What is a legal services order?
Sections 22ZA and 22ZB have been added to the Matrimonial Causes Act 1973 from 1st April 2013. The court can make an order, requiring one party of the marriage to pay to the other an amount ‘for the purpose of enabling the applicant to obtain legal services for the purposes of the proceedings’.
Orders may be made in divorce, nullity or judicial separation proceedings. An order may be a one-off payment, or can be made in instalments, for example on a monthly basis. An order may be varied too.
What will the court consider in reaching a decision on making an order or not?
They include the income, earning capacity and resources of the parties, their needs and obligations, the subject matter of the proceedings and even the conduct of the party.
On the face of it legal services order which is broadly similar a Maintenance Pending Suit order which most solicitors are very familiar with. In the case of A V A  1FLR 377 it was established that the court’s power to make Maintenance Pending Suit orders under Section 22 of the Matrimonial Causes Act 1973 was wide enough to enable the court to make an award for payment of the wife’s ongoing legal fees in the matrimonial case. Maintenance pending Suit orders were easier to obtain than Legal Services Orders.
The main obstacle in obtaining a Legal Services Order is that the court must not make a Legal Services Order unless it is satisfied that, without the payment “the applicant would not reasonably be able to obtain appropriate legal services.” In addition, the applicant is not reasonably able to secure a loan to pay for legal services; and is unlikely to be able to obtain the legal services by granting a charge over any assets recovered in the proceedings.
Given the number of litigation lenders in this sector it was anticipated that few applicants would be able to clear the first hurdle yet alone all three hence, precluding parties them from securing a legal services order.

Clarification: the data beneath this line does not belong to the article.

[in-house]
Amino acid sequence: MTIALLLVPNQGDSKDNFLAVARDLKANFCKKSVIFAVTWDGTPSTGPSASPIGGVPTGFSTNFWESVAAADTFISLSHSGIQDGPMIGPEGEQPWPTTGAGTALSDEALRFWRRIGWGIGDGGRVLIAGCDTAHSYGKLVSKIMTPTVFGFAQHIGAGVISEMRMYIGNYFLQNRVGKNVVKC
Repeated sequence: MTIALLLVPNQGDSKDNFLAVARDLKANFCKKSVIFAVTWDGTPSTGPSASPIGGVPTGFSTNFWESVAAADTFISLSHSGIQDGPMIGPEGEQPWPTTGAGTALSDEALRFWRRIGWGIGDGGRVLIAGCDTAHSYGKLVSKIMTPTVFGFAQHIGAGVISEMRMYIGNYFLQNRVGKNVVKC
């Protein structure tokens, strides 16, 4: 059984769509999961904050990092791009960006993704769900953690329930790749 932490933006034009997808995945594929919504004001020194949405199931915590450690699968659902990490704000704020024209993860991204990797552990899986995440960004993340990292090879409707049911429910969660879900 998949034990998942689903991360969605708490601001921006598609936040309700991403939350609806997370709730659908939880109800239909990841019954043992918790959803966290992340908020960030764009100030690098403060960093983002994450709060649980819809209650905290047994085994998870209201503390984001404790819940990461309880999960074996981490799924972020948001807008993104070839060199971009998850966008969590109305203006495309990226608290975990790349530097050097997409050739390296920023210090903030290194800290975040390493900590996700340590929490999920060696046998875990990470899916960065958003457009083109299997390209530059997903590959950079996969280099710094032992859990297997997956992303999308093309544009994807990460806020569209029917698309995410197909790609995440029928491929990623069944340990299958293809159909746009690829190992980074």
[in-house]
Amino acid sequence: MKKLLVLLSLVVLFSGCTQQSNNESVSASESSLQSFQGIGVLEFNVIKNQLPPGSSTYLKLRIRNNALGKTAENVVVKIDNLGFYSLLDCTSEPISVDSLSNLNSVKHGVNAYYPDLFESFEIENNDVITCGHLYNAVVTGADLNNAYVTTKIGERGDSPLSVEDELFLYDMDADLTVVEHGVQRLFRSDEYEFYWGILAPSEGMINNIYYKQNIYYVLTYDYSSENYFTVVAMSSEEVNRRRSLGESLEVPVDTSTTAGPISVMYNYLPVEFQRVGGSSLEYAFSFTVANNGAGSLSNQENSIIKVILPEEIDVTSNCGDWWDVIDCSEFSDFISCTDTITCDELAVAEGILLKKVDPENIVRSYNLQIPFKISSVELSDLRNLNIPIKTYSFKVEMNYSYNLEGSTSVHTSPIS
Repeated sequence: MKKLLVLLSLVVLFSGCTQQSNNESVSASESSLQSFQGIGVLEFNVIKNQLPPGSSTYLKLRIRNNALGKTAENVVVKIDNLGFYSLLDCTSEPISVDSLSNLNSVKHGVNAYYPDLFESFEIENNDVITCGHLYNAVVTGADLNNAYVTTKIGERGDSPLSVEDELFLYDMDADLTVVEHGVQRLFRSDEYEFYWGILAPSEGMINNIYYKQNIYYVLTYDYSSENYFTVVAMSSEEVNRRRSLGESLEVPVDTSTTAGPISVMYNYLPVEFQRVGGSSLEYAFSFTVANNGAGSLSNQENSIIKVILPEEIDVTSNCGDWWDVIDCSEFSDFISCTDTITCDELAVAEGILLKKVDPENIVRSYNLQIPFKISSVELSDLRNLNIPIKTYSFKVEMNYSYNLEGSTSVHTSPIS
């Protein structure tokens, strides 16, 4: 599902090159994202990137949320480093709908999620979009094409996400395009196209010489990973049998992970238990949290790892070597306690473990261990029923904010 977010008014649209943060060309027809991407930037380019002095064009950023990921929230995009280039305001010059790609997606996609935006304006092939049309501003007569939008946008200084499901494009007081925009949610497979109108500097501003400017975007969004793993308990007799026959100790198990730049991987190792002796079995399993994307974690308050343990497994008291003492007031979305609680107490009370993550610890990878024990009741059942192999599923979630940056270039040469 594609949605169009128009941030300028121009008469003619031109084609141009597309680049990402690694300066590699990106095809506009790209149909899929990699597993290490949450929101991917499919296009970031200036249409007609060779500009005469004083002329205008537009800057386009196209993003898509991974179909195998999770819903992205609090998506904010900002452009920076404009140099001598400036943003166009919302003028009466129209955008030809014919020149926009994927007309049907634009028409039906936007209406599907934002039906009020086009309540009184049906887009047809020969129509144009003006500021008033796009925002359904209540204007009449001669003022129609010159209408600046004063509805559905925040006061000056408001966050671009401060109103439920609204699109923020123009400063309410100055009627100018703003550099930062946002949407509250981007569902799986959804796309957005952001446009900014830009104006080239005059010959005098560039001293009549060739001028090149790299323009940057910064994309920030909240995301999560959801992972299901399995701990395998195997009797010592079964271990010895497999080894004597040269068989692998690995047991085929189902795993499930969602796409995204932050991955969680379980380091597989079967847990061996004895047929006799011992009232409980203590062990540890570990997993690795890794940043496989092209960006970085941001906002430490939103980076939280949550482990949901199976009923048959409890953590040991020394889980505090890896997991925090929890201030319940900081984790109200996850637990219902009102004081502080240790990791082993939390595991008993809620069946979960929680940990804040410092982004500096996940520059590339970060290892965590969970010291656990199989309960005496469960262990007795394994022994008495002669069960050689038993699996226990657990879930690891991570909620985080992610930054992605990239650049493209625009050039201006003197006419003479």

In the recent decision of Rubin v Rubin  EWHC 611 (Fam) is likely to mean a significant increase in the number of legal services orders being granted
The presiding judge, Mostyn J’s comments regarding the availability of litigation loans is very helpful on this issue he stated: ‘If a litigation loan is offered at a very high rate of interest it would be unlikely to be reasonable to expect the applicant to take it unless the respondent offered an undertaking to meet that interest, if the court later considered it just so to order’.
On the issue of the availability of loans he stated: ‘Evidence of refusals by two commercial lenders of repute will normally dispose of any issue whether a litigation loan is or is not available.’ The court would be unlikely to expect an applicant to sell or charge their home or to deplete a modest fund of savings.
The second limb of the test considers whether the applicant is able to obtain legal services by granting a charge over any assets recovered in the proceedings. This can be dealt with by a clear statement of refusal by the applicant’s solicitors to accept such a charge.
As the court cannot make an order unless it is satisfied that without the payment the applicant would not reasonably be able to obtain appropriate legal services.
Mostyn J also noted that monthly instalments were preferable to a single lump sum payment as this is what would usually happen as far as settling solicitors bills was concerned.
In summary, although applicants for legal services orders must be careful to satisfy the test contained in sections 22ZA and 22ZB, Mostyn J’s decision in Rubin should mean that significantly more legal services orders are granted in future.
For advice on divorce and financial settlement contact Farah Qureshi – Family law specialist at Edward Hands and Lewis Solicitors.
Emma Fuller is head of the private client team at EHL; our solicitors in Loughborough are experts in their fields and dedicated to quality client care. If you would like to find out more about our solicitors in Loughborough please contact us.
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